Sewing with Knits: Understanding Negative Ease
Good fit is a continuum, and everyone has a different definition. Because spandex threads add stretch to many knit fabrics, it’s possible to get a very close, figure-hugging fit with knit creations. For many sewists of all ages and sizes, this is ideal and can make some aspects of fitting easier. To achieve a very close fit in a moderate to stretchy knit, the pattern will have negative ease.
What is ease? Ease is the extra inches built into a pattern for comfort and movement. For a woven fabric top, the pattern might have a finished hip measurement of 40” even though the actual hip measurement of the wearer is 37 1/2”. The extra 2 1/2” allows the top to move freely around the hips as the body is in motion.
In knit fabrics, ease is not required because the fabric stretches as the body moves. In the previous example, if the top had a 37 1/2” circumference at the hip, this equal measurement, with no ease, would make the top sit close to the body. If the top had negative ease, a 35” to 36” circumference for instance, the top would stretch and curve on the body like a skin.
Knit fabrics with a heavy concentration of spandex and multi-directional stretch, such as performance knits, are designed for patterns that have negative ease. Often, these fabrics don’t drape well and need to fit close to the body.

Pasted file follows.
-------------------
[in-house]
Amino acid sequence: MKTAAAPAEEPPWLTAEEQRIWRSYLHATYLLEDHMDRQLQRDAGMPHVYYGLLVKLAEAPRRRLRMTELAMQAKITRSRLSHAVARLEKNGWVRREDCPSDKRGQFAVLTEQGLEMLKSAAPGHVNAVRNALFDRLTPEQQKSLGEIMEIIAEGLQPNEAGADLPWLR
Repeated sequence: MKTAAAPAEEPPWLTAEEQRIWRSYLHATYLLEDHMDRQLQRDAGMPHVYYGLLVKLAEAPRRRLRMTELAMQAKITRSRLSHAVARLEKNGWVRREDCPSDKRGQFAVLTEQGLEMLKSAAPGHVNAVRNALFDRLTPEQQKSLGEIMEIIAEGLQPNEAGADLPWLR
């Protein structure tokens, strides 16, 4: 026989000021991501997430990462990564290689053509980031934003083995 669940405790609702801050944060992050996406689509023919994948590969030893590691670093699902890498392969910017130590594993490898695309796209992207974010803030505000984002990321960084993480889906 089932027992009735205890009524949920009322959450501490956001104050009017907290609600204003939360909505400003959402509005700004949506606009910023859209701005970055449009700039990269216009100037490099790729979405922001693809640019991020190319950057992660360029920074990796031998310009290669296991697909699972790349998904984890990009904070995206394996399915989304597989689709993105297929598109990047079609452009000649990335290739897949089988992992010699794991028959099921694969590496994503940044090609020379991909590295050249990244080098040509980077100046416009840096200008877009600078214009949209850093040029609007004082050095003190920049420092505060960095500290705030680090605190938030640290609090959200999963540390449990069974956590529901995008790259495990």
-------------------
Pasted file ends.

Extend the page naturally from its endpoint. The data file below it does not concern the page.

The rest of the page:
Knits can also be designed and sewn with a more relaxed fit. Choose knit patterns that aren’t sized for a tight fit and knit fabric with a moderate stretch and soft drape so the fabric falls gracefully around the body with some ease built into the core. Do make sure the shoulders and neckline fit well so you don’t look overwhelmed by your creations. Make a mockup of the pattern in a stretch fabric similar to the fabric chosen for the finished top and assess the fit.
If you’re particularly curvy through the bust, consider knit patterns that include some shaping darts in the bustline. Many knit patterns follow the industry standard and don’t include darts. Consider adding a dart if the top is too clingy in the front, bunches in the armhole or rides up in the center front.
By Rae Cumbie
Read the full article in the April/May 218 issue of Sew News.